Combination Boilers



Combination boiler, or Combi Boiler

You've probably arrived here if you are thinking of having a combi boiler fitted? Well, this is the best-selling boiler type for gas central heating in Britain. Over half of all boilers fitted now are combination boilers. A combination - or 'combi' - boiler provides heat for your radiators and domestic hot water on demand. They have been around for the last 30 years or so, some of the earlier models carry a few horror stories for reliabilty, however modern technology has come on leaps and bounds, especially in the last 10 years.

The name comes from the fact it combines all the functions of a traditional boiler, hot water cylinder and cold water tank set-up. All the major parts are in one unit, which makes them convenient to install.

Please click here for a typical combi boiler installation layout

Typical Combi Boiler


There are different types, but they all work by taking cold water straight from the mains supply and heating it as you need it. When you turn on a tap, water is drawn from the mains, heated in the boiler and comes straight out of your tap nice and hot

This means there's no need for a separate hot water storage cylinder or cold water feed cistern. But there's a small time lag between turning on the tap and getting hot water, and the flow rate is limited by how quickly the boiler is able to heat up the water.

The advantage is they require less space than heat-only boilers (because there is no storage cylinder), and avoid heating water that's not used immediately. If you have adequate pressure, you can also run a nice power shower from a combi boiler. You can also put your combination boiler up into the loft space, as it's a sealed system, gravity has less of an effect on the way it works, (whereas a tank fed system has to have the tank at the highest point of the system If there are only one or two occupants living in the house they are ideal.

On the down side, the flow rate limits how much water you can use at one time – no filling the kitchen sink while running a bath, for instance. Also, they can only provide heating, or hot water, not both at the same time, so if you have a large family who showers early on a winters morning, be prepared that your heating will cool down for as long as you're in the shower. Some areas also have very poor mains water flow, so a combination boiler may be least preferred over a tank fed system.



Flow rates and Choosing combi Boiler Size

Combination boilers start off at around 24kW in terms of heat energy, this is sometimes reflected in the model of the boiler i.e. Worcester Greenstar 24i Junior. (We no longer use BTU's as in days gone by to size boilers).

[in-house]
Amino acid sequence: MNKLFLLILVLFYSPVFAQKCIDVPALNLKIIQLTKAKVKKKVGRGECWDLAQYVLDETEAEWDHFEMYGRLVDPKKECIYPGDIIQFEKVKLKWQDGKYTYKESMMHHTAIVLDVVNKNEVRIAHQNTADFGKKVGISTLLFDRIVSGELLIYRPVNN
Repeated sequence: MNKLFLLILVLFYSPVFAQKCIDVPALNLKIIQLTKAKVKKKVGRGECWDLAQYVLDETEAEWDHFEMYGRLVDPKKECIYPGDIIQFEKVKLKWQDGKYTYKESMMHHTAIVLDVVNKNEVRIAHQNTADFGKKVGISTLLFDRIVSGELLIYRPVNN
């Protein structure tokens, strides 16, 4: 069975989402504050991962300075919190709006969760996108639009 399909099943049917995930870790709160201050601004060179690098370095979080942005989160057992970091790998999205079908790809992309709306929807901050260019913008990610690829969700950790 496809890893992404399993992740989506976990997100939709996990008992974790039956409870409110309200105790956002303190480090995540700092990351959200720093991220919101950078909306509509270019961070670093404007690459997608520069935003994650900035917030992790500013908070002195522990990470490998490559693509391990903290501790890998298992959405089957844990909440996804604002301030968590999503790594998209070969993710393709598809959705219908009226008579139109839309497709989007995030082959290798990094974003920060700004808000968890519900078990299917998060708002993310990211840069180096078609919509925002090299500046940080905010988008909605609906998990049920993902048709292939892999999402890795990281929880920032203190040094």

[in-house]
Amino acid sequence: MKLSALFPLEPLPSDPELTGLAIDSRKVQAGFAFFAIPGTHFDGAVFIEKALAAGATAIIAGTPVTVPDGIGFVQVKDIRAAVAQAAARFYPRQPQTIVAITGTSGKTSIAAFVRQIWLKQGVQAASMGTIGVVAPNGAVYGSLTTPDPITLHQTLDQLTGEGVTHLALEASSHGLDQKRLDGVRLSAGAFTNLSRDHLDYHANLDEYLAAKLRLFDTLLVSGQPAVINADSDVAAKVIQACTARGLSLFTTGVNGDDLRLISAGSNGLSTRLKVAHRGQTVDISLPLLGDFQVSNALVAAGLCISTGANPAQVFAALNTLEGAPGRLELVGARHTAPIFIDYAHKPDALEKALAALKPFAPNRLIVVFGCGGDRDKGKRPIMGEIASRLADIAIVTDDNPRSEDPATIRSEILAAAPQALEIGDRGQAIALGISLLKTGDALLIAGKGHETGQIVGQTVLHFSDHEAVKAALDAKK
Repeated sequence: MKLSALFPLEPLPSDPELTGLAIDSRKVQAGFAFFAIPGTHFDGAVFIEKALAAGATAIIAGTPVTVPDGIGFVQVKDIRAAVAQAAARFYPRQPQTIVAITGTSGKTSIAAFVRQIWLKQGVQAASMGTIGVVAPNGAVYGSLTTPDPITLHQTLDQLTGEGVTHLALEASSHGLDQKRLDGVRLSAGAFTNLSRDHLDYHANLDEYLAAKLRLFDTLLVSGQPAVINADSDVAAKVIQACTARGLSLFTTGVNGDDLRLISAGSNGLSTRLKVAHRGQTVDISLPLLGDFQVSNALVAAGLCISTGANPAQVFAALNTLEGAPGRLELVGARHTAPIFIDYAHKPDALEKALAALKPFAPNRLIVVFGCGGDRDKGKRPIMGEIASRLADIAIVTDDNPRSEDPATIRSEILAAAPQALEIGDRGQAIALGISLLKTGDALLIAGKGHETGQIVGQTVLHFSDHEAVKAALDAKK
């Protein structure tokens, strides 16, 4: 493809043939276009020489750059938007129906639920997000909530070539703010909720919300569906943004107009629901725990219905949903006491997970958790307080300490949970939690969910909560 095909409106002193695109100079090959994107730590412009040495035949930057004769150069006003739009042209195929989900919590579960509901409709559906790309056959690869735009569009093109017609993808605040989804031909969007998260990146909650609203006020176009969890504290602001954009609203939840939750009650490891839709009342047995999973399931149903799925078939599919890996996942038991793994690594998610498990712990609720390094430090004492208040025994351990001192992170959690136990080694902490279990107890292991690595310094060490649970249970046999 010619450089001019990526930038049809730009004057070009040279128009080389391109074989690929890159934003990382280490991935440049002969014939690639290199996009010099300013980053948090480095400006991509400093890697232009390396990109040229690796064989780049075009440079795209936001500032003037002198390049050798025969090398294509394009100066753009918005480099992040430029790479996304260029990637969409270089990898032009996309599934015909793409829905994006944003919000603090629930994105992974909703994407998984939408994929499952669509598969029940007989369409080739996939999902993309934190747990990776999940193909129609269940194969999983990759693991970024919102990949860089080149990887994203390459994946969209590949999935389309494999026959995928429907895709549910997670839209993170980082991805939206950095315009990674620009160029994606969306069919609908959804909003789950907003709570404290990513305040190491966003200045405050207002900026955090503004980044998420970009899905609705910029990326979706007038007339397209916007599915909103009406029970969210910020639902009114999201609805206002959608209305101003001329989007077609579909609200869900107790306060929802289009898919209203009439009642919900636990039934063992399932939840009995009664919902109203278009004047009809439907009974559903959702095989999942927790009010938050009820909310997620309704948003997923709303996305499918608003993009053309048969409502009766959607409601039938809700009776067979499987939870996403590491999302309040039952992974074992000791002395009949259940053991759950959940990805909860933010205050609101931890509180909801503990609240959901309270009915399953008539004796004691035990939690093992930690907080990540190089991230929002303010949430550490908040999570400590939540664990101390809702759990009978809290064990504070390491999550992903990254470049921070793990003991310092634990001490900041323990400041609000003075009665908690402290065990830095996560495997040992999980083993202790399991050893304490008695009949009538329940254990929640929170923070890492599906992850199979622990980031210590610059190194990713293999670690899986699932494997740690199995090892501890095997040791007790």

This figure is important as it will be linked directly to its ability to heat your water. You can get a combi boiler with kW ratings in the 40's. Using worcester again as an example, Worcester Greenstar 42Cdi. We no longer size combi boilers on radiator requirments alone, the hot water requirements are more important than anything else. Nearly all combination boilers can cope with heating systems in larger houses.

Worcester Greenstar 24i Junior gives 9.8 litres a minute at 35 degree rise

Worcester Greenstar 42Cdi gives 17.2 litres a minute at 35 degrees rise

You can fill a bath almost twice as quick with a 42kw Worcester than a 24i Junior model. A 100 litre bath would take about 5 and a half minutes to fill with the larger boiler, but just over ten minutes for the smaller model. With power showers, a 24kW may struggle, whereas when you start increasing the output, so does the ability to deliver water to the shower increase.

For people living on their own with low hot water requirements, a 24kW would be ideal. However for a larger family/property, a larger boiler would be required.


Transfer of gas energy to heat hot water


Word of Caution

Combination boilers may not be suitable for boiler changes on an old system. They exert a higher water pressure on your central heating system opposed to a tank fed system,, and if you have 'suspect' pipes, valves or radiators, you may get a little wet!!

You might also miss using the (wasted) heat from your hot water cylinder in your airing cupboard. When upgrading from a conventional boiler to a combination boiler, please be aware that the gas pipe may not be large enough. Provision may have to be made to increase the gas pipe, the gas meter may be the other side of the house, this may be a deciding factor in staying with a conventional boiler. Also note, if you have a water meter fitted, you may not like using a combination boiler, as you have to wait slightly longer for consistent hot water than you would using a tank fed system.